So this doesn't really have anything to do with prematurity, except by extension I guess. But this is my safe place to write about things I can't put on my public blog - a blog my older two kids actually read.
As I wrote yesterday, I got pregnant with my daughter the week after my oldest son came home from the NICU. I kid you not. We'd waited 93 days for him to come home. I essentially had a newborn on my hands - a medically fragile newborn. I was totally stressed out, underweight, still pumping. And I wasn't supposed to be able to get pregnant on my own. But I did. We did. In very early February, I thought I had the flu. Then I realized it was a very familiar feeling. I called my husband and asked him to bring home a pregnancy test. He just laughed. "No, for real" I told him. Never have I seen two pink lines show up so quickly. There I was - still home on delayed maternity leave, with a four month old who was developmentally a one-month old, and I was seven weeks pregnant. I freaked out. Seriously. I knew without a doubt we were going to end up back in the NICU, and how could we possibly be so lucky to have two babies survive as Ryley had?
I grew to a place of acceptance, but I was terrified, every single second of every hour of every day. I was with a specialist the entire pregnancy because of my history, and because the pregnancies were so close together. That did very little to ease my mind. I had to find out the gender as soon as possible because I knew girls do better in the NICU, and I needed to know what we were getting into. When we found out she was a girl, my first thought was that her lungs would be stronger sooner than her big brother's.
I couldn't connect with this baby. I wouldn't connect with this baby, to fearful of what might happen. I didn't rub my belly the way I had with Ryley. I didn't talk to her like I did with Ryley. I was emotionally detached from her, and I stayed that way.
She was born at 41 weeks and 1 day. She came out with a pout on her face. I nursed her for just four weeks - which didn't go fabulously well anyways - because I'd been pregnant or trying desperately to get pregnant for three years already. I was toast. Or at least that's what I tell myself. She had some digestive issues, and then colic. She didn't want to be held much, especially when she was tired. I told myself that was a good thing because Ryley, still an infant, did want to be held and needed a lot of my attention too.
It took me a long time to bond and connect with my baby girl. Don't for one second doubt I love her with my entire being, that I love her just as much as her siblings.I was SO happy to have a girl - someone to look forward to shopping with, putting her in dresses in bows, watching her dance in her tiny pink tutu, having another female in the house. I did eventually bond and connect with her. She never, ever lacked for love or attention. It just took my heart a good long while to accept we weren't going back to the NICU, and I would have another surviving baby.
This girl has been super independent from the moment of her birth. She is tough, strong, brave, fearless. She's also incredibly funny, beautiful, precious, smart, witty, entertaining, athletic. We've really had our challenges the last six months. She's nearly sixteen years old now, entering her sophomore year of high school. And boy howdy are we dealing with teenage girl drama.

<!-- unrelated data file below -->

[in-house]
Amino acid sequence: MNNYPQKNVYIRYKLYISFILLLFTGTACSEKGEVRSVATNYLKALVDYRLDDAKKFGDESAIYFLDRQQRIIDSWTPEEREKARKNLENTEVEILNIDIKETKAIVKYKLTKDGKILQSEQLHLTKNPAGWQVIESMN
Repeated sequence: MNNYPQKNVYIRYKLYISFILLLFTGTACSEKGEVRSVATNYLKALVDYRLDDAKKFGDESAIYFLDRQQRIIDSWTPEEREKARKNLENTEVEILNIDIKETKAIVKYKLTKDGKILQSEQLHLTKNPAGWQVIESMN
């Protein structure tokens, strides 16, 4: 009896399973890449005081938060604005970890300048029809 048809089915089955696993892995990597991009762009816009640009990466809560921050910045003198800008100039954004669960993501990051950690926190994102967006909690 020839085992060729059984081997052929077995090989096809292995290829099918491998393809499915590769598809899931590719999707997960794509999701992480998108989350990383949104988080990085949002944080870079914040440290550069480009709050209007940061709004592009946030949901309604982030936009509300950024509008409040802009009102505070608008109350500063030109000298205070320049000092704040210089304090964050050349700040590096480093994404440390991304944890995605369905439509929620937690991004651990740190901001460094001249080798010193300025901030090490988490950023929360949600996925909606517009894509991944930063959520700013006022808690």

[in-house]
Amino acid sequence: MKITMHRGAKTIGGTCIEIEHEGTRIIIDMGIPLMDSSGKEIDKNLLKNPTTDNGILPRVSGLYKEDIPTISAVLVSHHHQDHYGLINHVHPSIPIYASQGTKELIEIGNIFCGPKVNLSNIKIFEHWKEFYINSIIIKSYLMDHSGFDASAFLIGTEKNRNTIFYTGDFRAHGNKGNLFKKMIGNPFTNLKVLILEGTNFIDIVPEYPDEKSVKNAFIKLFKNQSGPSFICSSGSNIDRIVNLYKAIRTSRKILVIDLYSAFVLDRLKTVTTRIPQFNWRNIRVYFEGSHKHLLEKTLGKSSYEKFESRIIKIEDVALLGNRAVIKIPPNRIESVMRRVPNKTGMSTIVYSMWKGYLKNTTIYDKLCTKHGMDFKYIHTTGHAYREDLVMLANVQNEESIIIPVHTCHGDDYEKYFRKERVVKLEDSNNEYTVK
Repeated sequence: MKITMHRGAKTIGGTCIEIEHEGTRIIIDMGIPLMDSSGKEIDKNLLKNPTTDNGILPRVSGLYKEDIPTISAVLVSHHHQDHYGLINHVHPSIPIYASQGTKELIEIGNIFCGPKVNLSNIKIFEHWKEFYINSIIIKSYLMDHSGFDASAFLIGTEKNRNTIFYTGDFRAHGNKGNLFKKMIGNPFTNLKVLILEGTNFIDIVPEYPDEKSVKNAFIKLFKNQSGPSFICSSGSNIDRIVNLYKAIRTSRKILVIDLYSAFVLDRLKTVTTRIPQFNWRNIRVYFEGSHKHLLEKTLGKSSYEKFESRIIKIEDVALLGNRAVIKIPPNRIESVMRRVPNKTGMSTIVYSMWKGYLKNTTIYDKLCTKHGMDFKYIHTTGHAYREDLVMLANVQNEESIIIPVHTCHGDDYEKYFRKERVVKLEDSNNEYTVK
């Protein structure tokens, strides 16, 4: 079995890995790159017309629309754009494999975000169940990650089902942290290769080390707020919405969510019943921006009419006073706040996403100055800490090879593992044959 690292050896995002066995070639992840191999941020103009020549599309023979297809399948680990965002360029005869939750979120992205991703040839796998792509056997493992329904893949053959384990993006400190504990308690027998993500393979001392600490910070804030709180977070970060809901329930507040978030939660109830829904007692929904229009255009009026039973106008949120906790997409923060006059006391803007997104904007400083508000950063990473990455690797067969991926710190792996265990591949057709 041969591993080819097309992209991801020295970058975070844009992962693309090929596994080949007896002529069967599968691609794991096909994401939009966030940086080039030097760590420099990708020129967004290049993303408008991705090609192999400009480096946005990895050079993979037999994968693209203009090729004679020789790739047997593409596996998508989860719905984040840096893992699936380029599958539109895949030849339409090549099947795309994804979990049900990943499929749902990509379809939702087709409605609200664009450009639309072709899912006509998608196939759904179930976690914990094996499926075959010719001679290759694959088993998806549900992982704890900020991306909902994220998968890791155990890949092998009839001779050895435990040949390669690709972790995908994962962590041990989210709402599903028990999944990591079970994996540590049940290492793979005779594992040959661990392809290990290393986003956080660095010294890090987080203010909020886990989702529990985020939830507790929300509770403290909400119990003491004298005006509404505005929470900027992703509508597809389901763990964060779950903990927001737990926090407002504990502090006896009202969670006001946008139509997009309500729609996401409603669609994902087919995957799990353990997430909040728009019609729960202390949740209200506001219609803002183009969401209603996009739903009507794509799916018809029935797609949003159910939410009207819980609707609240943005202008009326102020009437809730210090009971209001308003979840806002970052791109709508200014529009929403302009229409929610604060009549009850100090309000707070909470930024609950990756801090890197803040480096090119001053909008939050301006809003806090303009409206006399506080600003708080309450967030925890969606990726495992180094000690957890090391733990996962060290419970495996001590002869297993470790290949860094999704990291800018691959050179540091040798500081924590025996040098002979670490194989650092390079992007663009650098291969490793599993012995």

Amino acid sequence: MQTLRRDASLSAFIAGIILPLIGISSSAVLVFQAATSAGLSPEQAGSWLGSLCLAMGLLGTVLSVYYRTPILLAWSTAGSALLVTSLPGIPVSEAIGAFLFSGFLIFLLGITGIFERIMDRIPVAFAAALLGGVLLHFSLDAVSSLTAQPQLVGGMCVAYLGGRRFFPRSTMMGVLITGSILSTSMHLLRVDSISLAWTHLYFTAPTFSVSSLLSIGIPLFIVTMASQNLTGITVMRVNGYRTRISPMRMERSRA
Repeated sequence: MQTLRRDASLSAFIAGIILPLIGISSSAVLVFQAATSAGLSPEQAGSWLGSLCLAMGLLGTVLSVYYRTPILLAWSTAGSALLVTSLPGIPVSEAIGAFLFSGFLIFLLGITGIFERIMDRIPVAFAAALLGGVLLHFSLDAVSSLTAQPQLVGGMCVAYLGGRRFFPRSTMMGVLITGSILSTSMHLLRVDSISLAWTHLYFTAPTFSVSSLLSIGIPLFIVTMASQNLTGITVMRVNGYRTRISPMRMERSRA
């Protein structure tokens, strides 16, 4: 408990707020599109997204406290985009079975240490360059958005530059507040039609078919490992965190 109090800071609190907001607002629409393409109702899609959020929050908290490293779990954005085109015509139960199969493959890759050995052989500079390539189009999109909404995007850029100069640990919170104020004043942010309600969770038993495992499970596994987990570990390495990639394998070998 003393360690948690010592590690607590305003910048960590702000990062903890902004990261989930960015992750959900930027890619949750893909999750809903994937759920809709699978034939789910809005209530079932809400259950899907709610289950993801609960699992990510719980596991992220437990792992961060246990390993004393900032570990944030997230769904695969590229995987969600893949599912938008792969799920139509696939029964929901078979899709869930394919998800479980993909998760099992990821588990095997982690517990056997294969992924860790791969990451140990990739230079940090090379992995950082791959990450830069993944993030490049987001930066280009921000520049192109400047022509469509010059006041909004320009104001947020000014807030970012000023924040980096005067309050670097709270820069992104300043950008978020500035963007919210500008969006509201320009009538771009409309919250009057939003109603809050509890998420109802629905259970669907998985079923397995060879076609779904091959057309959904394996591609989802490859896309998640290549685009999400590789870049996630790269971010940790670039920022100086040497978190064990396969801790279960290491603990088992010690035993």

Here's where the question of my title comes in...did I break her.....she keeps people at arm's length. She has incredibly high standards for herself, and everyone around her. She doesn't connect with many people. She's had a new best friend or group of friends every year since first grade. She's lost confidence in herself. She pushes people away. And I can't help but wonder if my inability to bond with her while I was pregnant with her and when she was a newborn didn't do something to her. Maybe i'm just looking for trouble. Maybe it's just normal mom guilt rearing its ugly head. Maybe I'm looking for something to blame our current disconnect on.
I do feel like I shorted her the attention she should have had from me as a newborn. In some ways, I understand things happened the way they were supposed to - if we hadn't gotten pregnant with her when we did, I might never have had another child, too fearful after what we'd been through with Ryley. At the same time, I'm terrified I broke something in her with my reaction to my pregnancy with her, and my inability to connect with her at that stage of her life.
Oh Donna...I so completely get this. I didn't deal with the roller coaster of the NICU, but after I lost Josie I had a severe inner conflict with desperately wanting a baby and vowing to never ever get pregnant again. I tried very hard not to be attached to Abbey in the womb and afterwards, while I did hold her when she needed it, I wasn't certain she would be here for very long. She was independent right away and as soon as she could move I pretty much never got snuggles again. She is friendly with a lot of kids but she doesn't have a set squad at school yet.
I worry about this a little but I try to look on the bright side in thinking that it means she will never have issues making friends in new situations and changes in life.
Love and Hugs
I have found myself trying not get too attached to this pregnancy. The only time I have really said anything to Landon was tell him not to die. So I kind of understand the detach part of pregnancy. I wish you luck with teen drama, social media makes high school lovely and girls can be hateful.
Love you! You didn't break that beautiful girl. She is finding her way in this world. And I truly believe these rough years will someday be why you're best friends.
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